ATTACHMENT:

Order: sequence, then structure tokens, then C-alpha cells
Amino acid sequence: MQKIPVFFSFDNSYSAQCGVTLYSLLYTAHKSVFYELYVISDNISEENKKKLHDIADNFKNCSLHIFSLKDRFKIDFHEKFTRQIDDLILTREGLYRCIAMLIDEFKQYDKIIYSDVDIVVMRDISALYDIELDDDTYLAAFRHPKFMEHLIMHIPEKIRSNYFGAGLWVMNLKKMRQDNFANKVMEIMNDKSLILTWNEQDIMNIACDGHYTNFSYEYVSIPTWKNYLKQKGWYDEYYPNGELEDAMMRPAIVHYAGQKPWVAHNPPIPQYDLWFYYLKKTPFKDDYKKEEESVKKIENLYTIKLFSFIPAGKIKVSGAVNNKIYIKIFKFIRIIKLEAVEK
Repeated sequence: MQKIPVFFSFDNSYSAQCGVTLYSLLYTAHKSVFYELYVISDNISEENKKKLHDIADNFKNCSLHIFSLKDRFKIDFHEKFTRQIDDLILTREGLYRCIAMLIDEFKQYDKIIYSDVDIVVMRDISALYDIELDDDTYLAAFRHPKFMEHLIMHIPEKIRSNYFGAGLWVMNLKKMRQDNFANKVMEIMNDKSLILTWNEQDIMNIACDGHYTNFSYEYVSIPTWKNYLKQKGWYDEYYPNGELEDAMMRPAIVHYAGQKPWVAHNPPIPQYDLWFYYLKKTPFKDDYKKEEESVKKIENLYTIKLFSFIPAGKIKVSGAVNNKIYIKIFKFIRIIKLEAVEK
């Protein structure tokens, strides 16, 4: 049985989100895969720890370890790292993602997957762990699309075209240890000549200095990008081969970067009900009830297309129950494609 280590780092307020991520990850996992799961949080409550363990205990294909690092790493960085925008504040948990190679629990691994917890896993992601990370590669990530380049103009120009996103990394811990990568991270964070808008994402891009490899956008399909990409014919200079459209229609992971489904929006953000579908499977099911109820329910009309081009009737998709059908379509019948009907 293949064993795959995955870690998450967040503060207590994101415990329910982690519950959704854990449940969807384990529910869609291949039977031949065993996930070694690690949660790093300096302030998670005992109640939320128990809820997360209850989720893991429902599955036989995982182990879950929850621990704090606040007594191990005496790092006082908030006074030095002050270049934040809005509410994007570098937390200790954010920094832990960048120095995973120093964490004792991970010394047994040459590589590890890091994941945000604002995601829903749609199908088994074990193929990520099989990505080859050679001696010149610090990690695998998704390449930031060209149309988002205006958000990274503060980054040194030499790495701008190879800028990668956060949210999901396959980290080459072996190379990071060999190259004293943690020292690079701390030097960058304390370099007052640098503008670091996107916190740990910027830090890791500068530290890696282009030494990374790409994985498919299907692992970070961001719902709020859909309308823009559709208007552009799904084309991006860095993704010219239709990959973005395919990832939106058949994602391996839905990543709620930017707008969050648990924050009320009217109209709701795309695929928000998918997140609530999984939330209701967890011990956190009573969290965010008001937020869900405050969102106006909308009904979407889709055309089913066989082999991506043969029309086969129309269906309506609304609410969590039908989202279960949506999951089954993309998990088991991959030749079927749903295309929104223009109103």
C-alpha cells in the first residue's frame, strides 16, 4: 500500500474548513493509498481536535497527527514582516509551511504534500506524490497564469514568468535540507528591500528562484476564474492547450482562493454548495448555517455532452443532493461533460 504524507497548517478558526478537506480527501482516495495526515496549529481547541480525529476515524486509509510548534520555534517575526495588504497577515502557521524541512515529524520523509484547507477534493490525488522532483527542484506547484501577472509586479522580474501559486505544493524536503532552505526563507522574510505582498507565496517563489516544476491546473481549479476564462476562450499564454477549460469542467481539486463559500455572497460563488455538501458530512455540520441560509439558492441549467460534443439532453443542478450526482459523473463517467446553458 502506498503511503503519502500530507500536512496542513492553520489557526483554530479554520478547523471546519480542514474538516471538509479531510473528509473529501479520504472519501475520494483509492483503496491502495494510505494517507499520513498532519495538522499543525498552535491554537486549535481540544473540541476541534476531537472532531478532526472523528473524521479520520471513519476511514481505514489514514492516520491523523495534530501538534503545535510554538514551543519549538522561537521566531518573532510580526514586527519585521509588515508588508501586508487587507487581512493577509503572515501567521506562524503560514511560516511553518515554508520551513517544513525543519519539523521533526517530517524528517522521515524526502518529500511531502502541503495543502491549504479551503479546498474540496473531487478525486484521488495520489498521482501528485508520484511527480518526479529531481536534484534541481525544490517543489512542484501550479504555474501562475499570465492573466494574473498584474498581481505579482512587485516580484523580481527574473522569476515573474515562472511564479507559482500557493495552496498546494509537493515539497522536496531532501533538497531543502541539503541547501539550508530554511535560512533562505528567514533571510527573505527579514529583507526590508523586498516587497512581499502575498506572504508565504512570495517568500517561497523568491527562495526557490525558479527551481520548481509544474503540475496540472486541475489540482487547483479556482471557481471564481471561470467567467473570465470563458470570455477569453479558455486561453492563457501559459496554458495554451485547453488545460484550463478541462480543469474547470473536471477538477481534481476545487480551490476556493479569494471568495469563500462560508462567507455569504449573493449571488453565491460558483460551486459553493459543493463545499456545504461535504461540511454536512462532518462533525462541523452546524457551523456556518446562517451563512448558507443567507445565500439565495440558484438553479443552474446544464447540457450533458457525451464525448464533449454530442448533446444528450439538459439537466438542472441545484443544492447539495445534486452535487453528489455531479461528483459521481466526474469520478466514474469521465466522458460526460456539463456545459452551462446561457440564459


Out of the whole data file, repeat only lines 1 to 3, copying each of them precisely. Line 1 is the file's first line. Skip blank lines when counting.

Order: sequence, then structure tokens, then C-alpha cells
Amino acid sequence: MQKIPVFFSFDNSYSAQCGVTLYSLLYTAHKSVFYELYVISDNISEENKKKLHDIADNFKNCSLHIFSLKDRFKIDFHEKFTRQIDDLILTREGLYRCIAMLIDEFKQYDKIIYSDVDIVVMRDISALYDIELDDDTYLAAFRHPKFMEHLIMHIPEKIRSNYFGAGLWVMNLKKMRQDNFANKVMEIMNDKSLILTWNEQDIMNIACDGHYTNFSYEYVSIPTWKNYLKQKGWYDEYYPNGELEDAMMRPAIVHYAGQKPWVAHNPPIPQYDLWFYYLKKTPFKDDYKKEEESVKKIENLYTIKLFSFIPAGKIKVSGAVNNKIYIKIFKFIRIIKLEAVEK
Repeated sequence: MQKIPVFFSFDNSYSAQCGVTLYSLLYTAHKSVFYELYVISDNISEENKKKLHDIADNFKNCSLHIFSLKDRFKIDFHEKFTRQIDDLILTREGLYRCIAMLIDEFKQYDKIIYSDVDIVVMRDISALYDIELDDDTYLAAFRHPKFMEHLIMHIPEKIRSNYFGAGLWVMNLKKMRQDNFANKVMEIMNDKSLILTWNEQDIMNIACDGHYTNFSYEYVSIPTWKNYLKQKGWYDEYYPNGELEDAMMRPAIVHYAGQKPWVAHNPPIPQYDLWFYYLKKTPFKDDYKKEEESVKKIENLYTIKLFSFIPAGKIKVSGAVNNKIYIKIFKFIRIIKLEAVEK